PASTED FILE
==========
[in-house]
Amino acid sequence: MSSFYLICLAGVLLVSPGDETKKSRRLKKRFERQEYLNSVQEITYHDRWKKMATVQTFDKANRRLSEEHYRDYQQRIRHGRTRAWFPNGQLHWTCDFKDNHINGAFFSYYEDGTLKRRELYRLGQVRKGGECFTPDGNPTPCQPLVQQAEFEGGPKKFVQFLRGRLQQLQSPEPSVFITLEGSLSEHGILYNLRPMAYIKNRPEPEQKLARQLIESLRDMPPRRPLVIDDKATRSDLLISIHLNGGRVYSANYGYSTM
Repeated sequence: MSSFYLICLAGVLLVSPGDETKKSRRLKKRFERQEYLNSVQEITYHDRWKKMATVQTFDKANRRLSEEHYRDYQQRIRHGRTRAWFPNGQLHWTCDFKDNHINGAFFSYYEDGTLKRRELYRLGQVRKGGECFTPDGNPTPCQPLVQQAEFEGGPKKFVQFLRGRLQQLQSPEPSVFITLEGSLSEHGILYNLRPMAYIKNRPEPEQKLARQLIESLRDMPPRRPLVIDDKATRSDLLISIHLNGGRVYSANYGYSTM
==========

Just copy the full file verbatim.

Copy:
[in-house]
Amino acid sequence: MSSFYLICLAGVLLVSPGDETKKSRRLKKRFERQEYLNSVQEITYHDRWKKMATVQTFDKANRRLSEEHYRDYQQRIRHGRTRAWFPNGQLHWTCDFKDNHINGAFFSYYEDGTLKRRELYRLGQVRKGGECFTPDGNPTPCQPLVQQAEFEGGPKKFVQFLRGRLQQLQSPEPSVFITLEGSLSEHGILYNLRPMAYIKNRPEPEQKLARQLIESLRDMPPRRPLVIDDKATRSDLLISIHLNGGRVYSANYGYSTM
Repeated sequence: MSSFYLICLAGVLLVSPGDETKKSRRLKKRFERQEYLNSVQEITYHDRWKKMATVQTFDKANRRLSEEHYRDYQQRIRHGRTRAWFPNGQLHWTCDFKDNHINGAFFSYYEDGTLKRRELYRLGQVRKGGECFTPDGNPTPCQPLVQQAEFEGGPKKFVQFLRGRLQQLQSPEPSVFITLEGSLSEHGILYNLRPMAYIKNRPEPEQKLARQLIESLRDMPPRRPLVIDDKATRSDLLISIHLNGGRVYSANYGYSTM